Context on Colorado K-12 Funding & Personnel: Time to Aim Beyond Average
An interesting tidbit to open the month of June from the Education Intelligence Agency’s Mike Antonucci in his latest Communique. A reminder that severe economic recessions typically don’t affect K-12 public education anywhere near the same as they impact families and businesses in the private sector:
From 2004 to 2009, student enrollment increased a cumulative 0.7 percent, while the K-12 teacher workforce increased 6.5 percent. Per-pupil spending increased 26.7 percent (about 12.5% after correcting for inflation). Spending on education employee salaries and benefits increased 27.5 percent.
It’s an odd enterprise that reacts to fewer clients by hiring more employees. The day of reckoning was postponed, but finally arrived this year. Unfortunately, there was no rapture to accompany it.
Giving some more context to last week’s story that showed Colorado dip in the Census Bureau’s national per-pupil funding rankings, Antonucci compiled data showing that from 2007-08 to 2008-09 the number of the state’s K-12 employees increased by 3.25 percent while student enrollment grew by 1.97 percent. His 5-year trend data reveals that Colorado increased the number of teachers (not total staff) by 8.4 percent, compared to a 7.4 percent rise in student enrollment over the same time frame.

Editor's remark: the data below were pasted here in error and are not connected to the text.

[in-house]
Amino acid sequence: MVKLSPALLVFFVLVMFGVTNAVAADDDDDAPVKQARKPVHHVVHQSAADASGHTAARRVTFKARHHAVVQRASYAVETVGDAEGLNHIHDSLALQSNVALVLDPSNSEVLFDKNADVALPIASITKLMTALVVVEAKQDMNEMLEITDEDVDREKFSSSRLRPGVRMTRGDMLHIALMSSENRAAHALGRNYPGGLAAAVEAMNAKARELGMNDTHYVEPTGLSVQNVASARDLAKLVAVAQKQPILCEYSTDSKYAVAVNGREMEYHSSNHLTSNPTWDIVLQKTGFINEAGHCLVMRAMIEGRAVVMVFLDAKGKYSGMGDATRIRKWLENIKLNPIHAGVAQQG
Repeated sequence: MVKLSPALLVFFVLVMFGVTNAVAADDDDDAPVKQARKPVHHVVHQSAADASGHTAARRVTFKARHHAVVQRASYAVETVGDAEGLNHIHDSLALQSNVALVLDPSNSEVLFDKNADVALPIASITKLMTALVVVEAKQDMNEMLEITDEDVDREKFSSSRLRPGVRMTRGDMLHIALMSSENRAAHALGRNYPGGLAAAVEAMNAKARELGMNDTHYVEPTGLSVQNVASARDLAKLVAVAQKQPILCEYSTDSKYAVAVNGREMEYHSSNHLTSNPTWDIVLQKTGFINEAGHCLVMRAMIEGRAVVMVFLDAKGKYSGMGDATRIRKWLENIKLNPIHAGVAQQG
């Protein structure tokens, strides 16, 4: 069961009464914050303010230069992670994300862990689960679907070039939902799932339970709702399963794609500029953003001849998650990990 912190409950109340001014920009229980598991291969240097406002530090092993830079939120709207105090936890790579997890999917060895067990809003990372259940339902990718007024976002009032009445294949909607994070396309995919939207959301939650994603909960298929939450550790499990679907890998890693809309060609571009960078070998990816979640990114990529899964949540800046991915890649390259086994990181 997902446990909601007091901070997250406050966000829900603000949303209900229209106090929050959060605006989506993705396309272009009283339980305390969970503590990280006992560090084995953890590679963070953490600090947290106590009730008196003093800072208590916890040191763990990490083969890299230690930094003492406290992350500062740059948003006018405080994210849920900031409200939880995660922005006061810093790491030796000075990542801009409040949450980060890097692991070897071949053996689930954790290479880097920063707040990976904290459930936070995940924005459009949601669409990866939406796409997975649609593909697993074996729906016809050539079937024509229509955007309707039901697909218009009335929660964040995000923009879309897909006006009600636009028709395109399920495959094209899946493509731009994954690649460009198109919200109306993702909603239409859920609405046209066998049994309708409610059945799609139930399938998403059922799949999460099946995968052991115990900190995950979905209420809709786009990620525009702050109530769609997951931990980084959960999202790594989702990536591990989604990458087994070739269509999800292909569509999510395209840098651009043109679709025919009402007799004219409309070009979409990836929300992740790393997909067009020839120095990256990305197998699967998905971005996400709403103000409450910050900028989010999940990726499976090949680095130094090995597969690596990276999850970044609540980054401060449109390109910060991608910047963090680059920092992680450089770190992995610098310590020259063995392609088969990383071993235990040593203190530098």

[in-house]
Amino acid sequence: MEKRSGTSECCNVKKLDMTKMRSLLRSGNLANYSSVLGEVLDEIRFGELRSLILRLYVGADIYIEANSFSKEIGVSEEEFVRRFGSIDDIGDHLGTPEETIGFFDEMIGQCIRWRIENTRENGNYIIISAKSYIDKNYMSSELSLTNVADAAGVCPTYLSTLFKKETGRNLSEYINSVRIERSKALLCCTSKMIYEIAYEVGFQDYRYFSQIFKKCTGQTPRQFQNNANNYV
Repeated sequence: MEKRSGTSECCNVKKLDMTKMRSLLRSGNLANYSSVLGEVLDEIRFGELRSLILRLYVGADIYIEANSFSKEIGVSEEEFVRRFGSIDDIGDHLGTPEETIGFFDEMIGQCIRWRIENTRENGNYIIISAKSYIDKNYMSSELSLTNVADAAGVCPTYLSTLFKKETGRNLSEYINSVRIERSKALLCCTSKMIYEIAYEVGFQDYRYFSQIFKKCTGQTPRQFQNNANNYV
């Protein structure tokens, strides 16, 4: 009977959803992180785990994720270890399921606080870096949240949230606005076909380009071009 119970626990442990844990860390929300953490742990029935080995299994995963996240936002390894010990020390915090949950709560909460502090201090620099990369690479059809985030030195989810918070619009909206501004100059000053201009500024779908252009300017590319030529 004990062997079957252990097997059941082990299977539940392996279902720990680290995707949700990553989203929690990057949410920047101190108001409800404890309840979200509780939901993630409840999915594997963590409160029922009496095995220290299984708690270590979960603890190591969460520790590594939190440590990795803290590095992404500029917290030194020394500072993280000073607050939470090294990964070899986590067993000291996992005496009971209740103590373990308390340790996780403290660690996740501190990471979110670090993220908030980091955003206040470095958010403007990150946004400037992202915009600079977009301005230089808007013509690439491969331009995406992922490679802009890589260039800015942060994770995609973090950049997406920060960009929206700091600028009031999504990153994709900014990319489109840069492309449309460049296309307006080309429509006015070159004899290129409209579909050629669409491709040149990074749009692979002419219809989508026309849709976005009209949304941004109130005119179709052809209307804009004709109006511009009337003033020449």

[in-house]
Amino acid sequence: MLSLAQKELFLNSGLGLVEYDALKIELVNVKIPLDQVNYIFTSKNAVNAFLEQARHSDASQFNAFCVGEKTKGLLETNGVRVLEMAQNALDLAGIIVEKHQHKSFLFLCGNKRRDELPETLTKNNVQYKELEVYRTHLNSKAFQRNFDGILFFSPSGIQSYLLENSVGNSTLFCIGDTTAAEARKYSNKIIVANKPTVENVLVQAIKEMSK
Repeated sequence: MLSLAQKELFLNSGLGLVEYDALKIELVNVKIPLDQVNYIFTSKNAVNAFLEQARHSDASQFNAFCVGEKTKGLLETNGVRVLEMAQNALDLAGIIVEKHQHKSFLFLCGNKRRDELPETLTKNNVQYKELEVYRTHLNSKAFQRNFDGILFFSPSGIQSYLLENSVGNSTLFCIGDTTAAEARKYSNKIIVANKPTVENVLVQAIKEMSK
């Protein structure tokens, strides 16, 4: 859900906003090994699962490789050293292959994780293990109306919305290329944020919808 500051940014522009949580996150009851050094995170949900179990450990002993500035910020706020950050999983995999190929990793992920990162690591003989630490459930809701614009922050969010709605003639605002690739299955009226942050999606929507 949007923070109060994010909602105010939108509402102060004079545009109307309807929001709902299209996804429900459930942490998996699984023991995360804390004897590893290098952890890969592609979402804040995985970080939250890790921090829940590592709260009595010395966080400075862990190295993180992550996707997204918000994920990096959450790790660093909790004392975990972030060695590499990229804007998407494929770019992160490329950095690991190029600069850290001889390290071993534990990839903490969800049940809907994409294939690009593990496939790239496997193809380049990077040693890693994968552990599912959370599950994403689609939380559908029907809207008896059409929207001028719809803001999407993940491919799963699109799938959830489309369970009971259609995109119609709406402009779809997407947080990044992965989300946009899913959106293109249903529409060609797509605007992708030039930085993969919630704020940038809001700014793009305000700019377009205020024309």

Some still pine for Colorado to attain the national average in K-12 education spending, though that average is fraught with unsustainable hiring trends that outstrip the number of students served. They hope against hope for the success of a tax increase ballot initiative using kids as political props without their ‘permission, or of an anti-taxpayer lawsuit that falters severely on its basic constitutional argument.
Others of us want Colorado’s education “system” to be anything but average, focused on outputs and innovation and transformation. Rather than rely strictly on the opinions of bureaucrats and career administrators, let’s liberate parents and inform them as education consumers, make the funding follow the student, and then see if funding is “adequate.”
Then again, maybe summertime is kicking in, and I’m just dreaming….